Focusing on Customer ExperienceThe head of global execution services trading and technology for a tier one global bank told us, "We wanted to focus on the important touch points -- the functionality that touched the customer. So we elected to build the user interface in-house where we could control the customer's experience and avoid educating vendors to the benefit of our competitors. But we had limited resources and knew there were a couple vendors that could deliver exchange connectivity much more efficiently than our internal team. This was the part the customers don't see. So we outsourced that part."
Today, sell-sides have viable, well-tested choices for connectivity, including experienced vendors that specialise in exchange connectivity. It also allows them to take advantage of economies of scale.
The decision to buy instead of build is driven primarily by six considerations:
- Wider choice of execution venues
- Ability to leverage the vendor's experience with other clients
- Ability to free up in-house resources to better service clients
- Potential efficiency gains in cost and operational overhead
- The vendor's ability to bring more specialised technical expertise than the firm's internal resources
- Whether choosing a particular system will enable them to differentiate themselves on the street
There are big disadvantages to trying to build and maintain non-core or commoditized functionality in-house. For one, it drives up maintenance costs.
Using Commercial Systems for Lower TCOThere is also substantial evidence that internally built systems have a substantially higher total cost of ownership (TCO) than commercial solutions. In research on feed handlers conducted by Aite Group in mid-2012, they found that "There is no math that supports internal development over purchasing a commercial feed handler solution…. By outsourcing feed handlers, businesses can save US$500,000 to US$1.5 million annually." Aite Group found that "Even firms with as few as five engineers pay more to support their internal feed handlers than a commercial solution would cost them."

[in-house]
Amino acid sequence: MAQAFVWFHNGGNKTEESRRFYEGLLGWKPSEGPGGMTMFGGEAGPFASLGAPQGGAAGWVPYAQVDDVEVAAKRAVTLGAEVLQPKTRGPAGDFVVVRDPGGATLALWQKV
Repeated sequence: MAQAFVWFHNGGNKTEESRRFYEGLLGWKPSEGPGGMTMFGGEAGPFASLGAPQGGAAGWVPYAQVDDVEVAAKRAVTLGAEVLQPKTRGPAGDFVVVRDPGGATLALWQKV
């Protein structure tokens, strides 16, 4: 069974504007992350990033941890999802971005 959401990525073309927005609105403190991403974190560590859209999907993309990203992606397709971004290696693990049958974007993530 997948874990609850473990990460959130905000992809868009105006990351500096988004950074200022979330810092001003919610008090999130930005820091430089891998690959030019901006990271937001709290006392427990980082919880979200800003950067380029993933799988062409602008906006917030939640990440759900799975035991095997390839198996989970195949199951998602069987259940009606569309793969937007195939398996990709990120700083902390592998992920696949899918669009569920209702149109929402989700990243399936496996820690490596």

According to Aite Group research, a typical global sell-side firm spends approximately 75% of IT funds on maintenance.
If 75% of IT resources are focused on maintaining a patchwork of internally built systems, then those resources can't focus on developing products and services that will help with competitive differentiation and attract more clients. This can also affect talent retention, as skilled technologists often gravitate to projects where they can build something new.
Establishing Competitive DifferentiationSeveral of the sell-sides we interviewed are actively looking for ways to focus their internal IT staff on projects that will enhance the customer experience, improve customer "stickiness," provide differentiation, and increase profitability. To do this, they're training some of their top resources to be business analysts and vendor managers – enabling them to effectively outsource and manage those areas that don't offer competitive differentiation. Then they can focus their internal IT talent on interesting and revenue-centric projects.
In summary, simplifying the gateway infrastructure and using vendor-supplied and vendor-maintained systems can allow a sell-side's IT team to focus on innovation. Differentiate based on service, market reach, and capital efficiency instead of spending time "painting the Brooklyn Bridge."
About The Author:Gerry Turner, Executive Director, Object Trading Gerry is an Executive Director for Object Trading and has been at Object Trading since 2008. Based in the UK, Gerry is responsible for the European and North American functions of Sales and Business Development. As a Board member, Gerry brings his expertise of sell-side technology and technical planning process to the business. Prior to Object Trading, Gerry spent most of his career in Sell-Side Investment Banks working on Trading Floor Infrastructure before moving to Electronic Trading in the mid 90's and then on to Front Office e-commerce management.